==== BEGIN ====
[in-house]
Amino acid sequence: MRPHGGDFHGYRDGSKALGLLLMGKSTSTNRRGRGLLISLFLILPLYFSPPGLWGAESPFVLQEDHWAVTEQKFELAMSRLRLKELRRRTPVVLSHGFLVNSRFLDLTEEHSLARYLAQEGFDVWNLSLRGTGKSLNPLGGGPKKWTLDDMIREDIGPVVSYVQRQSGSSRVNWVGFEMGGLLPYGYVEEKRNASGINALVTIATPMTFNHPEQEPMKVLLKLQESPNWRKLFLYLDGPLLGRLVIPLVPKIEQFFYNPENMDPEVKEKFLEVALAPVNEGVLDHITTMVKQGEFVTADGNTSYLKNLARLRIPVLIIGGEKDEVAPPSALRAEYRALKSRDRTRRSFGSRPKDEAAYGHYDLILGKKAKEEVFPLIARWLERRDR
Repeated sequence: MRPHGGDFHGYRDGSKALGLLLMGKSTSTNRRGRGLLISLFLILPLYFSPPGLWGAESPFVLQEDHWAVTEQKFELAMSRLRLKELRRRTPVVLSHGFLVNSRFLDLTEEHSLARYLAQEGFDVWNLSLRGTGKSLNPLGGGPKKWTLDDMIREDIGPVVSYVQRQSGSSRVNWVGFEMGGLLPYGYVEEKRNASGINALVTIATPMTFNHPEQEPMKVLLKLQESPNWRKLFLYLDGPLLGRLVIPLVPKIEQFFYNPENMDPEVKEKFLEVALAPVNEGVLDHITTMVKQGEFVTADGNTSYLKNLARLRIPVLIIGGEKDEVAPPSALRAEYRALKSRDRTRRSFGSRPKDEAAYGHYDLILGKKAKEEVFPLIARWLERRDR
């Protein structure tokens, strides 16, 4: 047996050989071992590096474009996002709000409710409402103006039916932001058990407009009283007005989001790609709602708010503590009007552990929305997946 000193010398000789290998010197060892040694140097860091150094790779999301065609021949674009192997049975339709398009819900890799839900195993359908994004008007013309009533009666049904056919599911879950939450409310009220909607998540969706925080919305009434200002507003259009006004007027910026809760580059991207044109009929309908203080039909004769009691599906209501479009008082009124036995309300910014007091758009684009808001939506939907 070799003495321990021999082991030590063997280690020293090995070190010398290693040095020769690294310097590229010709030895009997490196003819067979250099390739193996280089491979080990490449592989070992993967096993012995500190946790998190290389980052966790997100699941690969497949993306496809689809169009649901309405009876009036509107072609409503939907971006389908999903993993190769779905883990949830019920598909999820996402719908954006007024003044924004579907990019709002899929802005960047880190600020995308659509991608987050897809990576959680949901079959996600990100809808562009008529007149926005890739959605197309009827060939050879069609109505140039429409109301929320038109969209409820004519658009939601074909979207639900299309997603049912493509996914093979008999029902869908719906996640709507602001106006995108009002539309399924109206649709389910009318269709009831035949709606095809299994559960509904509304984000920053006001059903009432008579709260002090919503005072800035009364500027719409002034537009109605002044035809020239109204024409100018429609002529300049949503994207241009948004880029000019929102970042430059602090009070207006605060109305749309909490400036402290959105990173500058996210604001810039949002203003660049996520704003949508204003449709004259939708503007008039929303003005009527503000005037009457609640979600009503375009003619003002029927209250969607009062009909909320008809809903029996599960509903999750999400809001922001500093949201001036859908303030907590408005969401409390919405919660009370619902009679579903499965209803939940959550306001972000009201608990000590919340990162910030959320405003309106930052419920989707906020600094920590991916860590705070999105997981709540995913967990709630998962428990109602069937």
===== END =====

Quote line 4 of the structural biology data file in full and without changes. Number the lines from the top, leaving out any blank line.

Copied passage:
């Protein structure tokens, strides 16, 4: 047996050989071992590096474009996002709000409710409402103006039916932001058990407009009283007005989001790609709602708010503590009007552990929305997946 000193010398000789290998010197060892040694140097860091150094790779999301065609021949674009192997049975339709398009819900890799839900195993359908994004008007013309009533009666049904056919599911879950939450409310009220909607998540969706925080919305009434200002507003259009006004007027910026809760580059991207044109009929309908203080039909004769009691599906209501479009008082009124036995309300910014007091758009684009808001939506939907 070799003495321990021999082991030590063997280690020293090995070190010398290693040095020769690294310097590229010709030895009997490196003819067979250099390739193996280089491979080990490449592989070992993967096993012995500190946790998190290389980052966790997100699941690969497949993306496809689809169009649901309405009876009036509107072609409503939907971006389908999903993993190769779905883990949830019920598909999820996402719908954006007024003044924004579907990019709002899929802005960047880190600020995308659509991608987050897809990576959680949901079959996600990100809808562009008529007149926005890739959605197309009827060939050879069609109505140039429409109301929320038109969209409820004519658009939601074909979207639900299309997603049912493509996914093979008999029902869908719906996640709507602001106006995108009002539309399924109206649709389910009318269709009831035949709606095809299994559960509904509304984000920053006001059903009432008579709260002090919503005072800035009364500027719409002034537009109605002044035809020239109204024409100018429609002529300049949503994207241009948004880029000019929102970042430059602090009070207006605060109305749309909490400036402290959105990173500058996210604001810039949002203003660049996520704003949508204003449709004259939708503007008039929303003005009527503000005037009457609640979600009503375009003619003002029927209250969607009062009909909320008809809903029996599960509903999750999400809001922001500093949201001036859908303030907590408005969401409390919405919660009370619902009679579903499965209803939940959550306001972000009201608990000590919340990162910030959320405003309106930052419920989707906020600094920590991916860590705070999105997981709540995913967990709630998962428990109602069937």